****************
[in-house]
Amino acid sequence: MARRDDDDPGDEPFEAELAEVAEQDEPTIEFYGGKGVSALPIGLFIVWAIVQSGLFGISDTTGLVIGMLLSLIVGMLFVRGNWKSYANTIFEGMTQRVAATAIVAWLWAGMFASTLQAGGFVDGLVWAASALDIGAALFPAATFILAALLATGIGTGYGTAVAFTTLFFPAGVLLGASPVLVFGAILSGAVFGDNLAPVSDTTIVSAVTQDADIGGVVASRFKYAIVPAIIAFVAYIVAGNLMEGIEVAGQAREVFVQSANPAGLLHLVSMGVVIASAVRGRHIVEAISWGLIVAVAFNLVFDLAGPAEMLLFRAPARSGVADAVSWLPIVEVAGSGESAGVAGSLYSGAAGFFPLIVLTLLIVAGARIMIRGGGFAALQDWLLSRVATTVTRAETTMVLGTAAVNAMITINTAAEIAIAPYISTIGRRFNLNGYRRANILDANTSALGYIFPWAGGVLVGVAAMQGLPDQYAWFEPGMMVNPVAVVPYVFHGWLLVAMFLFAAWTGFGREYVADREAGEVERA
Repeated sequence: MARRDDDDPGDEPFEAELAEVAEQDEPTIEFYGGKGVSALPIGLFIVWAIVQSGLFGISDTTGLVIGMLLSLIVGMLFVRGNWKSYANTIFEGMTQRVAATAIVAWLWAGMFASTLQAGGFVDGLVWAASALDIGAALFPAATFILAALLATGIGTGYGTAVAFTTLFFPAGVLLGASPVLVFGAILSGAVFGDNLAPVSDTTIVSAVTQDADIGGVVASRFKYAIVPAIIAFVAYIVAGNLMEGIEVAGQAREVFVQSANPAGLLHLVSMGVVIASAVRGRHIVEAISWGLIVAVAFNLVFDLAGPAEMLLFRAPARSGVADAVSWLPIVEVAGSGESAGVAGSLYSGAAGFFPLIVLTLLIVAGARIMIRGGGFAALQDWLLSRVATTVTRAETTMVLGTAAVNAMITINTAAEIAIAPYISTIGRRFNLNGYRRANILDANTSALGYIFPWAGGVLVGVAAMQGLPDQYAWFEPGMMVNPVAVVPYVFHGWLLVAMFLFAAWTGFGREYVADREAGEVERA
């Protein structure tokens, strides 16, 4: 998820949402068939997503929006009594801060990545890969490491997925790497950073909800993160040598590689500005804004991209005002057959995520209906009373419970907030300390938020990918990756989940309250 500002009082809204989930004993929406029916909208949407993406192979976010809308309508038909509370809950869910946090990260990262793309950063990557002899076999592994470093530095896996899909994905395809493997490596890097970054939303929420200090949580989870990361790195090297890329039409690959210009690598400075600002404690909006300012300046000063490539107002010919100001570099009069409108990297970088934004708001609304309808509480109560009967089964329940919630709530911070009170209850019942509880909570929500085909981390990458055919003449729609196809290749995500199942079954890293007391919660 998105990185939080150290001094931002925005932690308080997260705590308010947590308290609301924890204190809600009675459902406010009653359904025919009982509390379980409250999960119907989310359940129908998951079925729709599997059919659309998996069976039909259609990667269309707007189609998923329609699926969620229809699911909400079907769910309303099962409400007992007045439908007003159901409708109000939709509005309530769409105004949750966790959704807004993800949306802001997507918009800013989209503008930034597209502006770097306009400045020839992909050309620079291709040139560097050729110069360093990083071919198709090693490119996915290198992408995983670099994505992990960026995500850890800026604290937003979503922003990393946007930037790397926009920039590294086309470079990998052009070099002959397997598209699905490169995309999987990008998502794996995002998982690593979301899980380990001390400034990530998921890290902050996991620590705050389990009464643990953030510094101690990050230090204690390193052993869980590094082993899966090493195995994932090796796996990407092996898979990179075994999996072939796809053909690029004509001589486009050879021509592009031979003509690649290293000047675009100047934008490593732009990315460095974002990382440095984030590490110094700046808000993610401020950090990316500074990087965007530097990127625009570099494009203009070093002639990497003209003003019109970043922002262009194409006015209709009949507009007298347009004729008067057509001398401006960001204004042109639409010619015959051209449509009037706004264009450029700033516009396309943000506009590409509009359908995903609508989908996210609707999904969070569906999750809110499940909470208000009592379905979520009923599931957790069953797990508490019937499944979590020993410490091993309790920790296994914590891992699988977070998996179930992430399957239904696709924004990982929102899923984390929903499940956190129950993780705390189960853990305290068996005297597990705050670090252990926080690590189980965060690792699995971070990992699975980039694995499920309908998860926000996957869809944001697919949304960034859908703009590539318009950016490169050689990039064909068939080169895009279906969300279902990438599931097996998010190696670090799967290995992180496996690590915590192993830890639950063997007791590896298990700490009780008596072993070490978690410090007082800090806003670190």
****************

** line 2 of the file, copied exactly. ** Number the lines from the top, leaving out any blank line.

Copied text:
Amino acid sequence: MARRDDDDPGDEPFEAELAEVAEQDEPTIEFYGGKGVSALPIGLFIVWAIVQSGLFGISDTTGLVIGMLLSLIVGMLFVRGNWKSYANTIFEGMTQRVAATAIVAWLWAGMFASTLQAGGFVDGLVWAASALDIGAALFPAATFILAALLATGIGTGYGTAVAFTTLFFPAGVLLGASPVLVFGAILSGAVFGDNLAPVSDTTIVSAVTQDADIGGVVASRFKYAIVPAIIAFVAYIVAGNLMEGIEVAGQAREVFVQSANPAGLLHLVSMGVVIASAVRGRHIVEAISWGLIVAVAFNLVFDLAGPAEMLLFRAPARSGVADAVSWLPIVEVAGSGESAGVAGSLYSGAAGFFPLIVLTLLIVAGARIMIRGGGFAALQDWLLSRVATTVTRAETTMVLGTAAVNAMITINTAAEIAIAPYISTIGRRFNLNGYRRANILDANTSALGYIFPWAGGVLVGVAAMQGLPDQYAWFEPGMMVNPVAVVPYVFHGWLLVAMFLFAAWTGFGREYVADREAGEVERA